Reconnecting the Countryside: wildlife charity announces winners of a national competition to save our native woodlands and hedgerows
A Welsh landowner has scooped the top prize in a UK wide competition organised by the charity People’s Trust for Endangered Species (PTES) to reward the conservation efforts made by the farming and landowning community to protect and restore our hedgerows and woodlands and safeguard native wildlife. Keith Allen from Monmouthshire triumphed in the Reconnecting the Countryside competition, because say the judges, he demonstrated a clear vision for the wider landscape: connecting up the largest continuous stretch of dormouse-friendly habitat (over 200 hectares in total); planting and managing his hedgerows; at the same time as working in close collaboration with his neighbours. Three runners-up were also announced, including one of Keith Allen’s farming neighbours, Alan Morgan, also from Monmouthshire; together with Bob and Anne Cowlin from Assington, Suffolk and Antony Martin from Lydden, near Dover in Kent.
Hedgerows and woodlands represent iconic features of the British landscape and support a huge variety of native wildlife, such as the threatened hazel dormouse and other vulnerable species, yet the decline of these vital habitats is widespread. Many of our native animals are suffering the effects of habitat fragmentation, leading to localised extinction and contributing to an overall decline in populations.
For the hazel dormouse (Muscardinus avellanarius), good quality, species-rich hedgerows provide not only a habitat in themselves, but also a source of food and a means of dispersal between other areas of woodland habitat. Unsympathetic management of hedgerows therefore, can have a disproportionate impact on the local dormouse population which may become isolated. So whilst improving hedgerow conservation will certainly have a positive impact on our dormouse population, many other species will also benefit, including other small mammals, bats, birds, butterflies, moths and other invertebrates.
In the period following the Second World War, the decline of Britain’s hedgerows accelerated substantially due to increased use of mechanised agricultural machinery permitting the removal of many boundaries to increase field sizes. In 1946 Natural England has estimated there were half a million miles of hedgerows in England, which had more than halved by the early 1990s.
However the greatest threat to our remaining hedgerows is neglect and inconsistent management and this emphasises the importance of the work undertaken by the winner and runners up of the Reconnecting the Countryside competition.
The judges visited each of the six farms shortlisted in the competition and each of the entrants were required to demonstrate how they had improved habitat connectivity and created continuous cover of dormouse-friendly habitat through planting, coppicing and/or filling in gaps in existing hedges and woodlands, and managing them in a sensitive manner. Both new and established woodland and hedgerows were counted, providing that in the long-term the newer habitat will become suitable to support dormouse populations. Entrants were also encouraged to join forces with neighbouring landowners in order to maximise habitat connectivity.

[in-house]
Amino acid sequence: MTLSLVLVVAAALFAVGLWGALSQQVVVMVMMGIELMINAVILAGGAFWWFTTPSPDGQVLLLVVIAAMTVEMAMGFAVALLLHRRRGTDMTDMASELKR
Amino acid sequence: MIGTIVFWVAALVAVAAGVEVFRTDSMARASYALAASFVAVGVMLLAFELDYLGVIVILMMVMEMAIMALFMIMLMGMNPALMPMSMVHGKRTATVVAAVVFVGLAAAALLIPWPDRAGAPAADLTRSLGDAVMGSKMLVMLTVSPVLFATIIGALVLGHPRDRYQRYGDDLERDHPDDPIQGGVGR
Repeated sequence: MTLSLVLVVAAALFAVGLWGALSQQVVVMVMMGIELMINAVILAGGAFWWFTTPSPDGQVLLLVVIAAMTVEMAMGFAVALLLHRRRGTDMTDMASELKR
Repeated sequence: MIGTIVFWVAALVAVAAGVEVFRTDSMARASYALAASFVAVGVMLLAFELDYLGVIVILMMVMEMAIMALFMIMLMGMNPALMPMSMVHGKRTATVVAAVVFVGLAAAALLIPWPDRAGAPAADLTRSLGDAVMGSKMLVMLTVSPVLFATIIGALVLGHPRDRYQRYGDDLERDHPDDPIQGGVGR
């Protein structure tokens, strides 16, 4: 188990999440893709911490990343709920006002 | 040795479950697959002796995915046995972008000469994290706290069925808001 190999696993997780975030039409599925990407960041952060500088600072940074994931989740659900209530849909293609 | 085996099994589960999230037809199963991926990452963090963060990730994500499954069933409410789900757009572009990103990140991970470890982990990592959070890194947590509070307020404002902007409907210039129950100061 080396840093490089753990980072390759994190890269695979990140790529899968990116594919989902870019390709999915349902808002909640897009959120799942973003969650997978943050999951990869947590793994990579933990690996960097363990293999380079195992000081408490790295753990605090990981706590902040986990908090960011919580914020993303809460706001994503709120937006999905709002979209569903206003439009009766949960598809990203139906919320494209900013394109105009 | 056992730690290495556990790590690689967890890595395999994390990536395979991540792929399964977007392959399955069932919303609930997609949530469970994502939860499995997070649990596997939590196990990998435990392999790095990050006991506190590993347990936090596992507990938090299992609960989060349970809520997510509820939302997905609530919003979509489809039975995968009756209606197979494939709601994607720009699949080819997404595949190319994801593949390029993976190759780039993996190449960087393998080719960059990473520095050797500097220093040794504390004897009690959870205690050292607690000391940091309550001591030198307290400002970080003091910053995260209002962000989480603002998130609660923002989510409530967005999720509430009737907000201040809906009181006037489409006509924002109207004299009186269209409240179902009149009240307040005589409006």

Nida Al-Fulaij, Development Manager for PTES says: "The standard of entries was extremely high and it was a tough call to decide on a winner, but Keith Allen truly stood out. Not only did he succeed in efforts to create the most amount of dormouse-friendly habitat: including creating hazel staging posts’ along hedgerows and an aerial bridge across a road, but his efforts demonstrated a tremendous dedication to work in partnership with others to maximise the benefit for local wildlife populations; as well as acting as a local dormouse monitor and taking part in the training of dormouse volunteers. He is an inspiration for farmers and landowners in how it is possible to make a huge impact through a relatively modest investment of time and effort. He truly deserves this accolade."
When asked about how he felt about the award Keith Allen said: " I have learnt how precarious is the existence of the dormouse, and with the encouragement of PTES and Gwent Wildlife Trust I am doing all I can to help preserve it, and other endangered species. The prize money will enable me to purchase dormouse monitoring equipment and a special camera system to film dormice and thus try to further understand how we humans can best help them."